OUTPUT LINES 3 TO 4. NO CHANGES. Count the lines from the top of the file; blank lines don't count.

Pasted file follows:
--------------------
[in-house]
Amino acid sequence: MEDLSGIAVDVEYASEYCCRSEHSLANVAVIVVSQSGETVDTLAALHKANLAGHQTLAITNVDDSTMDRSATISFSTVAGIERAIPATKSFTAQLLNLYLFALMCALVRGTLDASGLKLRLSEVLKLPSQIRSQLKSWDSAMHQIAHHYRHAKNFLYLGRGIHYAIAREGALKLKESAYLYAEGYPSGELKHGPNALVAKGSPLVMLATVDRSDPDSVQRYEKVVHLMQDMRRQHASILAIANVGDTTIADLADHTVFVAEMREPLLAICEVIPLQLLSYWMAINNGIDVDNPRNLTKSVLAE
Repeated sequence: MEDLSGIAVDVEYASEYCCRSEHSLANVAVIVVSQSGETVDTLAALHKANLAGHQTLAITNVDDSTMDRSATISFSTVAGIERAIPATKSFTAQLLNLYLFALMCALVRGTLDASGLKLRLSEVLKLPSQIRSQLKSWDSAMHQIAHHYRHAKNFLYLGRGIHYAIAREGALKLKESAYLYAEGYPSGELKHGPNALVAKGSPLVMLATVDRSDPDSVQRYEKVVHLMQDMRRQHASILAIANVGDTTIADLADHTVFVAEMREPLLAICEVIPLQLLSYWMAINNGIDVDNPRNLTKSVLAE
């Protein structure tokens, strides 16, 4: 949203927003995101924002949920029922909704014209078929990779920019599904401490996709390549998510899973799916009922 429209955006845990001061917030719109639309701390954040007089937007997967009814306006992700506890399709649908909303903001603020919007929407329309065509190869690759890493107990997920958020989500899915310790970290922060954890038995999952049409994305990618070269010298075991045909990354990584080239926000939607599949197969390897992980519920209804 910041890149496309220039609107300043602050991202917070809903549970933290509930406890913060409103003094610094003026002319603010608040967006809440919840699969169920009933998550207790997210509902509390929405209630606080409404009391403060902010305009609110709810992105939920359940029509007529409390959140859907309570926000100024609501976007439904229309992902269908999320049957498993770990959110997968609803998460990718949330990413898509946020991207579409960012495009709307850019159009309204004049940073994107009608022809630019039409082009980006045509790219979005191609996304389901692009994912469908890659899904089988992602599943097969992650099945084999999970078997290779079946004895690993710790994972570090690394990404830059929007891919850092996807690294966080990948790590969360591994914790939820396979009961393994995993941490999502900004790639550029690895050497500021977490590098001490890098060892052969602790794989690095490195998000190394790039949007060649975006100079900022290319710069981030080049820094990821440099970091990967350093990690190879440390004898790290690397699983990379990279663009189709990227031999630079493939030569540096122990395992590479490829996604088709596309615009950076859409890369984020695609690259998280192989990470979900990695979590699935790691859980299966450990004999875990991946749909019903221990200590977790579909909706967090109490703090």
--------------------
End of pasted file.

Repeated sequence: MEDLSGIAVDVEYASEYCCRSEHSLANVAVIVVSQSGETVDTLAALHKANLAGHQTLAITNVDDSTMDRSATISFSTVAGIERAIPATKSFTAQLLNLYLFALMCALVRGTLDASGLKLRLSEVLKLPSQIRSQLKSWDSAMHQIAHHYRHAKNFLYLGRGIHYAIAREGALKLKESAYLYAEGYPSGELKHGPNALVAKGSPLVMLATVDRSDPDSVQRYEKVVHLMQDMRRQHASILAIANVGDTTIADLADHTVFVAEMREPLLAICEVIPLQLLSYWMAINNGIDVDNPRNLTKSVLAE
């Protein structure tokens, strides 16, 4: 949203927003995101924002949920029922909704014209078929990779920019599904401490996709390549998510899973799916009922 429209955006845990001061917030719109639309701390954040007089937007997967009814306006992700506890399709649908909303903001603020919007929407329309065509190869690759890493107990997920958020989500899915310790970290922060954890038995999952049409994305990618070269010298075991045909990354990584080239926000939607599949197969390897992980519920209804 910041890149496309220039609107300043602050991202917070809903549970933290509930406890913060409103003094610094003026002319603010608040967006809440919840699969169920009933998550207790997210509902509390929405209630606080409404009391403060902010305009609110709810992105939920359940029509007529409390959140859907309570926000100024609501976007439904229309992902269908999320049957498993770990959110997968609803998460990718949330990413898509946020991207579409960012495009709307850019159009309204004049940073994107009608022809630019039409082009980006045509790219979005191609996304389901692009994912469908890659899904089988992602599943097969992650099945084999999970078997290779079946004895690993710790994972570090690394990404830059929007891919850092996807690294966080990948790590969360591994914790939820396979009961393994995993941490999502900004790639550029690895050497500021977490590098001490890098060892052969602790794989690095490195998000190394790039949007060649975006100079900022290319710069981030080049820094990821440099970091990967350093990690190879440390004898790290690397699983990379990279663009189709990227031999630079493939030569540096122990395992590479490829996604088709596309615009950076859409890369984020695609690259998280192989990470979900990695979590699935790691859980299966450990004999875990991946749909019903221990200590977790579909909706967090109490703090």